What I love about Facebook: It’s like a high school reunion. You get to see people you hated in high school post about watching the Dominos Pizza Tracker and watching COPS (if you watch Doctor Who like I do, then I assume that you’re doing something right with your life and I cut you some slack). I also really enjoy seeing girls who I thought were goddesses in high school now and being able to say “What the hell was I thinking?”.
    Also, I genuinely love hearing about people doing well in their life because it inspires me to do great things too. I LOVE hearing about people being super in love and planning their weddings and getting excited about their upcoming parenthood (there is, of course, a limit to how much I can take of all of these things).

    Jealousy is a really funny thing. It’s kind of the big taboo that our modern society has and refuses to talk about. We hate to admit that we feel it to anyone, including ourselves. But it’s all just how you deal with it. It’s like when you watch a sappy romantic movie when you’re single, you can either mope around and cry about how you don’t have that kind of love or your can look to it for inspiration and say “I want THAT” and use it as fuel to better yourself.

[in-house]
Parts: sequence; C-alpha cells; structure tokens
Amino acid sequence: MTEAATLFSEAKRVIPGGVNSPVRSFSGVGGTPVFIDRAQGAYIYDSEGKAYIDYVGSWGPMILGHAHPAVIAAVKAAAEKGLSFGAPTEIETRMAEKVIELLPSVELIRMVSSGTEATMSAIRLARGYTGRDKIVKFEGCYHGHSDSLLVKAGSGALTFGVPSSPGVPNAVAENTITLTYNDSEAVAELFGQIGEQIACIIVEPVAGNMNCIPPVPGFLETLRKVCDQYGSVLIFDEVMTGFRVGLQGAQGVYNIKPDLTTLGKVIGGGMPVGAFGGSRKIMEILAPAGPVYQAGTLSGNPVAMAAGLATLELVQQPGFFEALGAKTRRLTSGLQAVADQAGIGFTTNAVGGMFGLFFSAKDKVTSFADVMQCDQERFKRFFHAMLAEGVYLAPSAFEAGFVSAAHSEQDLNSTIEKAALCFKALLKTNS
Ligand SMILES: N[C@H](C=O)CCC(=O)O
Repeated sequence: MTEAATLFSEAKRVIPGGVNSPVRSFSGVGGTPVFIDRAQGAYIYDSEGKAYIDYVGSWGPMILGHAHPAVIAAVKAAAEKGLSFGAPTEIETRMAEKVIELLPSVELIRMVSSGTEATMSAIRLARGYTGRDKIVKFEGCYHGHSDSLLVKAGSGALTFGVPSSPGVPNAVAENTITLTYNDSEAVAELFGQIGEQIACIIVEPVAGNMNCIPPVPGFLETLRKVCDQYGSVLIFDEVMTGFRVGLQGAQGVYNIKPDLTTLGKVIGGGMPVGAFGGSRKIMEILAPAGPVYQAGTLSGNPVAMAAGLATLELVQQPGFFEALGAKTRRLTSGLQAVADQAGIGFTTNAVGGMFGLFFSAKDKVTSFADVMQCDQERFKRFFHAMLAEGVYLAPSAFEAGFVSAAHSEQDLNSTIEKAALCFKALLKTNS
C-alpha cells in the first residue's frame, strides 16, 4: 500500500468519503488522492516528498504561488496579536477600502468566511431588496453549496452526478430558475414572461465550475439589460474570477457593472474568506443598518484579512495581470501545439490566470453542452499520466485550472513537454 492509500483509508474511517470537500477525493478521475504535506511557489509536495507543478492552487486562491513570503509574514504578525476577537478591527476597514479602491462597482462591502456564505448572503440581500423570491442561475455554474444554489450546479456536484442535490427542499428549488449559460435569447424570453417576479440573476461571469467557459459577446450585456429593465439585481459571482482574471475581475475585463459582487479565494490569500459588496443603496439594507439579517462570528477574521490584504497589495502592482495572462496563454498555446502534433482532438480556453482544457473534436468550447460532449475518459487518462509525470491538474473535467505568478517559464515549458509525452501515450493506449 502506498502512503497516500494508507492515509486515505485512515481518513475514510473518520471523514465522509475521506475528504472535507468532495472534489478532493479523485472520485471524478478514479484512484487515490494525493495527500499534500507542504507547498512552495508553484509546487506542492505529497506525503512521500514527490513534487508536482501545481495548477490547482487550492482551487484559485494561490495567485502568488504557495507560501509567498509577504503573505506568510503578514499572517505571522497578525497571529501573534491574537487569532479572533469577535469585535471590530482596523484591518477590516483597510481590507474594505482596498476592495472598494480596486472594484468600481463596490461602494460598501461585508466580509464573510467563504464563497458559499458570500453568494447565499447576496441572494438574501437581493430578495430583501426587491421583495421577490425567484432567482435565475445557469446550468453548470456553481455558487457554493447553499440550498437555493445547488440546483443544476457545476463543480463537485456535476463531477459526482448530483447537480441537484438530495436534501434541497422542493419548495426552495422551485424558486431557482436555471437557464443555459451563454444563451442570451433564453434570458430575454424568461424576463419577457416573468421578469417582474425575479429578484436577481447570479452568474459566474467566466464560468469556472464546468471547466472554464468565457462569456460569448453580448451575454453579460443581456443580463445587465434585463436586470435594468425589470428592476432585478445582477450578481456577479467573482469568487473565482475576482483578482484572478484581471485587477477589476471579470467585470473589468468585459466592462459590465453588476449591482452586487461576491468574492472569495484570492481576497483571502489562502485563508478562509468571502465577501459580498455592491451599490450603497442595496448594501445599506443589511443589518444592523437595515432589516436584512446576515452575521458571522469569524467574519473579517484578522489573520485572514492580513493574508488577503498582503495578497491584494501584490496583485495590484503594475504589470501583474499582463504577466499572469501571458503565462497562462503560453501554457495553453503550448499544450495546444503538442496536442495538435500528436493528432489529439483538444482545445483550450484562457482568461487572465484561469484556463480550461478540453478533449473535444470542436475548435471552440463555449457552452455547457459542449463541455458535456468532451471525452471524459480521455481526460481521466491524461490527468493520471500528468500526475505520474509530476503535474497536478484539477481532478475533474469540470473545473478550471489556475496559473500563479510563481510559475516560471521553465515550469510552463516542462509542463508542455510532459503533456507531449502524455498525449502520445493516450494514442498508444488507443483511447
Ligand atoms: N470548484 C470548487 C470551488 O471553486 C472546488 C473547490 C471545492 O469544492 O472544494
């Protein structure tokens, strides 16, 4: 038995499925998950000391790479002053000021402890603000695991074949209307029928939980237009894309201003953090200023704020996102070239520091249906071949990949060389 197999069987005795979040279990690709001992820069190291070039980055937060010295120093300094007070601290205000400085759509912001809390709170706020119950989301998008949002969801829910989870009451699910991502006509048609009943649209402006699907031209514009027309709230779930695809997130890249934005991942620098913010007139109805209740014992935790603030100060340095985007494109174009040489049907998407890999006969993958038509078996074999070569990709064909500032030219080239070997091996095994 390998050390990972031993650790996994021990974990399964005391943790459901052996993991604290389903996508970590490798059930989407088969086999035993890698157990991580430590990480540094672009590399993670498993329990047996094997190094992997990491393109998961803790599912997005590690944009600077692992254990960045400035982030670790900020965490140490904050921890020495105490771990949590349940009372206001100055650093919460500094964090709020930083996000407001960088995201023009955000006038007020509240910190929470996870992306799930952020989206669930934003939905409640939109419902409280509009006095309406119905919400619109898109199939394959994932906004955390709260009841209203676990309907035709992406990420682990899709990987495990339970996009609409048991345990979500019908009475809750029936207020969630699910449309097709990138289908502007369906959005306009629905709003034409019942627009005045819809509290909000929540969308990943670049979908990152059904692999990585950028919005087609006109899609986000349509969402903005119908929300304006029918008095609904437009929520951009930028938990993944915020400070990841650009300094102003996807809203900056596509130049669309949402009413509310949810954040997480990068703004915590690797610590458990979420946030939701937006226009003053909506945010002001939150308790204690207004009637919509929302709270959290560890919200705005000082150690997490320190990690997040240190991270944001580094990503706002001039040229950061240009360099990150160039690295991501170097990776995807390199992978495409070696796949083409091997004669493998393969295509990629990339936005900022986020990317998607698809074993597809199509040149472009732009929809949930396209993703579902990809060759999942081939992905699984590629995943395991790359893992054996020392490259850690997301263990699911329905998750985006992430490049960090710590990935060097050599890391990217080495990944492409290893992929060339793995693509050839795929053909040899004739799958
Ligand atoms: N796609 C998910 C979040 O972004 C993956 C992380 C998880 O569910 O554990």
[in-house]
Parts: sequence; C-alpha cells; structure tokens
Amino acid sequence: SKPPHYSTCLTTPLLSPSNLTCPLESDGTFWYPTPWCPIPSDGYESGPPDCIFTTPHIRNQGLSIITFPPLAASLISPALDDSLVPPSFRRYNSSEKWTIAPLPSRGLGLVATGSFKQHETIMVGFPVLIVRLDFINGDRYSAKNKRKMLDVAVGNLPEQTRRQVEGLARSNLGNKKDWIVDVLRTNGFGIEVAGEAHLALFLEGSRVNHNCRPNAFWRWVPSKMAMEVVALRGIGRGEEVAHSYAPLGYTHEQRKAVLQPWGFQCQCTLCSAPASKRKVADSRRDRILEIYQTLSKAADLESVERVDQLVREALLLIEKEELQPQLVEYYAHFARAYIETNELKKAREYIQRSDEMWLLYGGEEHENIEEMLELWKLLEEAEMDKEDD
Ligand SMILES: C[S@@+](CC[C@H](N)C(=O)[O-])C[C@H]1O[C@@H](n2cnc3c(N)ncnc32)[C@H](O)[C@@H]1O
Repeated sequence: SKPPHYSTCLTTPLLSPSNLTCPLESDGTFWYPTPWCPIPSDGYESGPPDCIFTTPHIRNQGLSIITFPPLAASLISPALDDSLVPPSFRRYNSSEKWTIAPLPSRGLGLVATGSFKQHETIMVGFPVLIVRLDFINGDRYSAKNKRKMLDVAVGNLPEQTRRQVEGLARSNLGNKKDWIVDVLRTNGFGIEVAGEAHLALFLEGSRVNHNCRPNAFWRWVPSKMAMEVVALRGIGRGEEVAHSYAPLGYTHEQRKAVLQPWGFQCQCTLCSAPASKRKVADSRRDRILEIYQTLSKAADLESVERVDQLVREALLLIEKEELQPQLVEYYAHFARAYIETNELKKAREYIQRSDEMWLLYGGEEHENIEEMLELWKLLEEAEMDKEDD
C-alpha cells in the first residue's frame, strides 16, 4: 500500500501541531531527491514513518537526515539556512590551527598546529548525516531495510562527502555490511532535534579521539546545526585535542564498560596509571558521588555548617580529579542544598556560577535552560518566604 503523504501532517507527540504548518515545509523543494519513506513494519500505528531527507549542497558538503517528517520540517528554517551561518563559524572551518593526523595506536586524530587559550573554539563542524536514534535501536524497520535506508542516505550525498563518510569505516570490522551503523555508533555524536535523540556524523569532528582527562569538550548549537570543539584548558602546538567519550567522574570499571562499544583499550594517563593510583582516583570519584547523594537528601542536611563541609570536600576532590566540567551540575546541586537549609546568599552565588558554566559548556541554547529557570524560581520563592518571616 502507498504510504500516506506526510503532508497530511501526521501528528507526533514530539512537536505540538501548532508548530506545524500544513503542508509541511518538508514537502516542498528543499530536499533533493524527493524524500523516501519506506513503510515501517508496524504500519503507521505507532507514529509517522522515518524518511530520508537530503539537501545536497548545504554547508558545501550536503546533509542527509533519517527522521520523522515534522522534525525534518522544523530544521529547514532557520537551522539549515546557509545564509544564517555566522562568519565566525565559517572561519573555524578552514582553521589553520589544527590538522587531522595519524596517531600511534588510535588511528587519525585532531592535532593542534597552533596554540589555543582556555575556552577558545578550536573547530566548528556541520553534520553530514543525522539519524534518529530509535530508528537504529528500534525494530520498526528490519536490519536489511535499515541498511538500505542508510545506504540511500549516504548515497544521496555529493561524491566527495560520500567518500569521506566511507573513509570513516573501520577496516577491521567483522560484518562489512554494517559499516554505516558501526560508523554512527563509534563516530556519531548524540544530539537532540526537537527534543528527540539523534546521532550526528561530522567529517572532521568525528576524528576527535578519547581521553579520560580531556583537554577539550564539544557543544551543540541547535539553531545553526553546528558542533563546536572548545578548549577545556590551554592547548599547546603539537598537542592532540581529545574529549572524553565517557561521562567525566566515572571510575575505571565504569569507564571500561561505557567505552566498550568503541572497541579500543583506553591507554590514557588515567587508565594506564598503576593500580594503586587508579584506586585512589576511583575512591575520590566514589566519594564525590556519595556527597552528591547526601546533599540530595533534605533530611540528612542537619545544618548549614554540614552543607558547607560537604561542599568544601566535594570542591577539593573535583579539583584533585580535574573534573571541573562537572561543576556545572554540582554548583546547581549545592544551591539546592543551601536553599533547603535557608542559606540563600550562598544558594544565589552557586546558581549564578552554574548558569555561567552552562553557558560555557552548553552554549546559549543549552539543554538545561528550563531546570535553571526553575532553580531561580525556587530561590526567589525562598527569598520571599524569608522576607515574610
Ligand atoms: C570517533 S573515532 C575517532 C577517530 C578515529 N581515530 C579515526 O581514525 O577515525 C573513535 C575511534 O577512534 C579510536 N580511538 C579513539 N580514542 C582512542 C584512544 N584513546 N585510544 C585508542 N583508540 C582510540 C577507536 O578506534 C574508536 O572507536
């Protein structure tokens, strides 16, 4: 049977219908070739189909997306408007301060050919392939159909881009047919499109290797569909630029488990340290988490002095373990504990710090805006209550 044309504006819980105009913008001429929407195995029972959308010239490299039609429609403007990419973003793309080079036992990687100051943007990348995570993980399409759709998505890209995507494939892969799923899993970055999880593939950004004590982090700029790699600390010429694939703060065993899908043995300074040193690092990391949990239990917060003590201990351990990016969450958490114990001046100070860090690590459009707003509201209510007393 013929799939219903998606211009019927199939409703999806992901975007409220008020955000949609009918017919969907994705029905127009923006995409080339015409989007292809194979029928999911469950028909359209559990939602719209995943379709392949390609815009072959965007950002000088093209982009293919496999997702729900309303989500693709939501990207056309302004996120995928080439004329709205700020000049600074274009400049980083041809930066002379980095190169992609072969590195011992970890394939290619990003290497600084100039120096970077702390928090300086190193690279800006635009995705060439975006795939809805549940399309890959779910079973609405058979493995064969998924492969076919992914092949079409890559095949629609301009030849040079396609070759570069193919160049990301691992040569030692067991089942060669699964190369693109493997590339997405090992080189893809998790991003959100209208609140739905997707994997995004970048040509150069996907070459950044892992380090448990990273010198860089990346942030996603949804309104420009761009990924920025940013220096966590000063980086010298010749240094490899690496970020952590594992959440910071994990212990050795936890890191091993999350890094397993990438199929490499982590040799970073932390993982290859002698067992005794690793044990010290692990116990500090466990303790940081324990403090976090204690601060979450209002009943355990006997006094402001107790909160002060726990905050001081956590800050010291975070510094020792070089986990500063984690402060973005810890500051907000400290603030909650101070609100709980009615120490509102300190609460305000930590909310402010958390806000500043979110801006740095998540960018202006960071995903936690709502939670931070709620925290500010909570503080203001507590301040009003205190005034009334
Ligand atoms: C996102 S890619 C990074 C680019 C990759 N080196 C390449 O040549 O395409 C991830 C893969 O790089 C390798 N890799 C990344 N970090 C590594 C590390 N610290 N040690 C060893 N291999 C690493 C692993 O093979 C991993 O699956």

13. iampisspot

    LOVE, love, LOVE this post. I have been pondering over the whole Facebook thing for quite some time now – I’ve recently deleted a lot of ‘friends’ on there – I didn’t feel that they particularly added anything to my life or were the type of people I wanted to ‘virtually’ surround myself with. Although I often bitch and moan about Facebook on my blog, it’s all in jest; I do always try and positively comment on/congratulate their status updates and ‘like’ their things – you never know, it just might have been the only good thing going on in their life on that particular day.

    I run alot, and my gps thingamejig is *somehow* linked to my Facebook page and I can’t for the life of me remember how to turn it off, and so it uploads my runs as my Facebook update. Some of my ‘friends’ actually take the time to berate me for my exercise endeavours, or choose to comment in a very snarky fashion. It got me down at first, I actually felt like I was being overly smug/too happy/too fit, but then I figured that they’re just firing their own bullets – to protect themselves.